Unless the user of second chat session request sending computer 304 b has been granted an overriding higher priority, by session supervisor 301, which allows him to effectively override and terminate a current chat session between chat session request receiving computer 302 and some other computer (e.g., first chat session request sending computer 304 a), the user of second chat session request sending computer 304 b then takes the last place in line in session queue 308. If session supervisor 301 does allow the user of second chat session request sending computer 304 b to evict (override and terminate) the current chat session being held with the first chat session request sending computer 304 a, then a message may be sent from the chat session request receiving computer 302 to the first chat session request sending computer 304 a stating “Your session is suspended for the time being due to a higher priority communication.” This message may be displayed on the GUI used by first chat session request sending computer 304 a. As depicted in FIG. 3, one embodiment of the present disclosure provides the chat session request receiving computer 302 with the ability to supervise the prioritization, initiation, and terminations of all chat sessions from multiple chat session request sending computers 304 a-b. In another embodiment, this control can be performed by a supervisory computer (not shown), which is in communication with the chat session request sending computers 304 a-b as well as the chat session request receiving computer 302.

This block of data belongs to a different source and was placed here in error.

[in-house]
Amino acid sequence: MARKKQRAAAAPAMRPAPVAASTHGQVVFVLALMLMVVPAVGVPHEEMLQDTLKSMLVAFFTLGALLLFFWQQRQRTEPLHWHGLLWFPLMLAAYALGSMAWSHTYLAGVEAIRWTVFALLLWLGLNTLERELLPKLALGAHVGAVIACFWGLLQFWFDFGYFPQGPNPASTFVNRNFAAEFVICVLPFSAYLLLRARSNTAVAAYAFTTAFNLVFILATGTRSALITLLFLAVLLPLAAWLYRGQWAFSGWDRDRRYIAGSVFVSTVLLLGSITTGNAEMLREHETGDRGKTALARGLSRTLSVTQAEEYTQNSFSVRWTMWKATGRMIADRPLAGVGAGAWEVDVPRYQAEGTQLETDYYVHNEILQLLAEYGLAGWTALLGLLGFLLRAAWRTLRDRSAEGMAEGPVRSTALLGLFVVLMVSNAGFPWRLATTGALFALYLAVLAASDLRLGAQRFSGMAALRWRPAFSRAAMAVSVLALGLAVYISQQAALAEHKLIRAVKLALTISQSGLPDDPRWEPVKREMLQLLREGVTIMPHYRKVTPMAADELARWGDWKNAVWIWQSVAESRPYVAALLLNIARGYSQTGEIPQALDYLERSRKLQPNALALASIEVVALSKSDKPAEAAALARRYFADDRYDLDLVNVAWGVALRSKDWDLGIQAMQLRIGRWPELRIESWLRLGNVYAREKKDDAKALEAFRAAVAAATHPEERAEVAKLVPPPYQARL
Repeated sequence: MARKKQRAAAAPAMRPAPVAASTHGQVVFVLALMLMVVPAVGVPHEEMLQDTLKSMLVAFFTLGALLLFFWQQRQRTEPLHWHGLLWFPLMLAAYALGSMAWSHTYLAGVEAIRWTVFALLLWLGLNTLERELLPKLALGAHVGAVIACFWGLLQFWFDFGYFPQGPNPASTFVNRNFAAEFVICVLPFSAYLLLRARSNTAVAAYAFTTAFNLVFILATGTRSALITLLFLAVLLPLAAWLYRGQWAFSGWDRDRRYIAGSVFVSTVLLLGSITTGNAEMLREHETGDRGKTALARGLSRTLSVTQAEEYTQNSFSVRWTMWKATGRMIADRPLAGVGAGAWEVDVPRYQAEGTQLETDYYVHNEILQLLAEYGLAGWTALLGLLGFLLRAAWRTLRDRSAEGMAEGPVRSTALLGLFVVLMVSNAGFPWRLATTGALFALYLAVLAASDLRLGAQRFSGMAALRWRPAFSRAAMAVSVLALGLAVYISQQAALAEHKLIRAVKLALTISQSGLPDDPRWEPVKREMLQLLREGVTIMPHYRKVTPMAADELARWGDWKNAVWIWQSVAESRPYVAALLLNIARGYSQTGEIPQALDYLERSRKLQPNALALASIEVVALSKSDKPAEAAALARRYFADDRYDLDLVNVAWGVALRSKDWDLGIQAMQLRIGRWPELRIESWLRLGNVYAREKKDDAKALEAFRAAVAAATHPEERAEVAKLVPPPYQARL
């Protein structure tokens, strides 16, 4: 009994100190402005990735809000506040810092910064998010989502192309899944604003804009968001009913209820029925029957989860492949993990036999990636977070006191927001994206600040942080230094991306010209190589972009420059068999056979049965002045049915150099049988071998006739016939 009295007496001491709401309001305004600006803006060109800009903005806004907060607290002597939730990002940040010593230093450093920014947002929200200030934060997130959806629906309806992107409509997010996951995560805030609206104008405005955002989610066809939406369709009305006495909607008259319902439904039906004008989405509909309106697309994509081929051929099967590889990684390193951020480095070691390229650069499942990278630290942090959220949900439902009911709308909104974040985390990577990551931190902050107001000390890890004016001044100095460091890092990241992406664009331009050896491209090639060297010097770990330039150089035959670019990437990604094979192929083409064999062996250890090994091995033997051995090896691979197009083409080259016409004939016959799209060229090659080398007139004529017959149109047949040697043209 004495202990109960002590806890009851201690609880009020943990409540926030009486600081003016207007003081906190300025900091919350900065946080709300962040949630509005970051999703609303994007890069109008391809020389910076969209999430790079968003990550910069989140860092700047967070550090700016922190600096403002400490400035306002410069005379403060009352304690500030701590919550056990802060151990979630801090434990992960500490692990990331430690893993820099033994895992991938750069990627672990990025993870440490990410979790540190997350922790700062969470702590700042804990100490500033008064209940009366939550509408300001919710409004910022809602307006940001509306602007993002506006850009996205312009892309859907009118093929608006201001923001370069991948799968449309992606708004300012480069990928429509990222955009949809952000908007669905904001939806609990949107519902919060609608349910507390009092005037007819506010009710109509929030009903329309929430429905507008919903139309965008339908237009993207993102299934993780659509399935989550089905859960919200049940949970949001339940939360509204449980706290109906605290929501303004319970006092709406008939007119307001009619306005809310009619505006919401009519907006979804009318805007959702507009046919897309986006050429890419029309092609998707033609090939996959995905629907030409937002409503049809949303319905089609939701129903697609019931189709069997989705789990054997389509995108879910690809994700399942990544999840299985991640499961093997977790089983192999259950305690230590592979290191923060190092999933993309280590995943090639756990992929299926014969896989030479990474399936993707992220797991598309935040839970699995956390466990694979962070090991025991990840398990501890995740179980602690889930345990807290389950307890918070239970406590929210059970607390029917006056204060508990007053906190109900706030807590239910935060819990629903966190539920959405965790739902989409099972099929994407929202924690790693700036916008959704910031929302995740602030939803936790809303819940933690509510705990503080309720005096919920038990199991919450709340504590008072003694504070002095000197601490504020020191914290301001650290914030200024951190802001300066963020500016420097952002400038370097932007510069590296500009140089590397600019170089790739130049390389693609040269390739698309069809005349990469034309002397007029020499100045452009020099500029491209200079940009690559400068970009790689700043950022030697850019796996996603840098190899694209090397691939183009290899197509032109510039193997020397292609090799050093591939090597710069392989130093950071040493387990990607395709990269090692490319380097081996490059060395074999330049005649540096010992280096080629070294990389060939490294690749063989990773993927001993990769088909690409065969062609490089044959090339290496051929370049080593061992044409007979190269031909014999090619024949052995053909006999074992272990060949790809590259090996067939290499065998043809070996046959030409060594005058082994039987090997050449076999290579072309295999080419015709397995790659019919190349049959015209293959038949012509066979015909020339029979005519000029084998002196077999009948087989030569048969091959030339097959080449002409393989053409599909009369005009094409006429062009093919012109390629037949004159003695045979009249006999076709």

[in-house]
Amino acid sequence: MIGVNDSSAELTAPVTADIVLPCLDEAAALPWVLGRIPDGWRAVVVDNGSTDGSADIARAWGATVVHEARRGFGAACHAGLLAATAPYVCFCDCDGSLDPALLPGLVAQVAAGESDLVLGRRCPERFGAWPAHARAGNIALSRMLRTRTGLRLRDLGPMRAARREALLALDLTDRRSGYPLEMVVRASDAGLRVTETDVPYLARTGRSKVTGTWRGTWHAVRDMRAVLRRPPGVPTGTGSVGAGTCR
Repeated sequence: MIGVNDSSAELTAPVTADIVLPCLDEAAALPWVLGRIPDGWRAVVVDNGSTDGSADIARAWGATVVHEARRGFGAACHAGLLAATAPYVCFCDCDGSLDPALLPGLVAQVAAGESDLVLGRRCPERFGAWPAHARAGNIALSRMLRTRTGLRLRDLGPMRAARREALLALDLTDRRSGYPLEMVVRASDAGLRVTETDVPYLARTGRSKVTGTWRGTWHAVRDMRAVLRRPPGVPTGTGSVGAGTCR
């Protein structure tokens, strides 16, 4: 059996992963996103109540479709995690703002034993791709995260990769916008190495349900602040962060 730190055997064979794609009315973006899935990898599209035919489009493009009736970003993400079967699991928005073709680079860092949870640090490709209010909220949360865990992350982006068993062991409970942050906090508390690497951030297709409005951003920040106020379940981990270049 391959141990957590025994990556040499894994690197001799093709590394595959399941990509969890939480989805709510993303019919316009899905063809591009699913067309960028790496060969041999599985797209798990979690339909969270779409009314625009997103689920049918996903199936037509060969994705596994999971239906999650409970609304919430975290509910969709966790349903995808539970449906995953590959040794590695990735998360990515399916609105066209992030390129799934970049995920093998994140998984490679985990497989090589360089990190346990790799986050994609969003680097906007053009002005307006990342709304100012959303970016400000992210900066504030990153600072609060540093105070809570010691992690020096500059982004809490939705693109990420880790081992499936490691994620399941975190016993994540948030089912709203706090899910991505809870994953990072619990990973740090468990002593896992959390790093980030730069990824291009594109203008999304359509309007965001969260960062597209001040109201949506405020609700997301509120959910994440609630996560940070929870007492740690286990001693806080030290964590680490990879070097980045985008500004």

Assume now that chat sessions with a user of chat session request receiving computer 302 are only going to occur one chat session at a time, and that no user has priority over another user. In this embodiment, whoever is at the top of the session queue 308 is the user that will be allowed to have a chat session with the user of the chat session request receiving computer 302. In such an embodiment, each user who is waiting for a chat session has to wait until he is at the top of session queue 308. In order to know what place they hold in the session queue 308, waiting users view a GUI 400 (shown in FIG. 4) on their respective computers. GUI 400 lets the user know what his ticket number is (402 a), how many other users are waiting to have a chat session (402 b), and what the estimated wait time is until the user will be at the top of the queue (402 c). Elements 402 a-c are automatically updated by chat session request receiving computer 302 using software found in IMMP 148.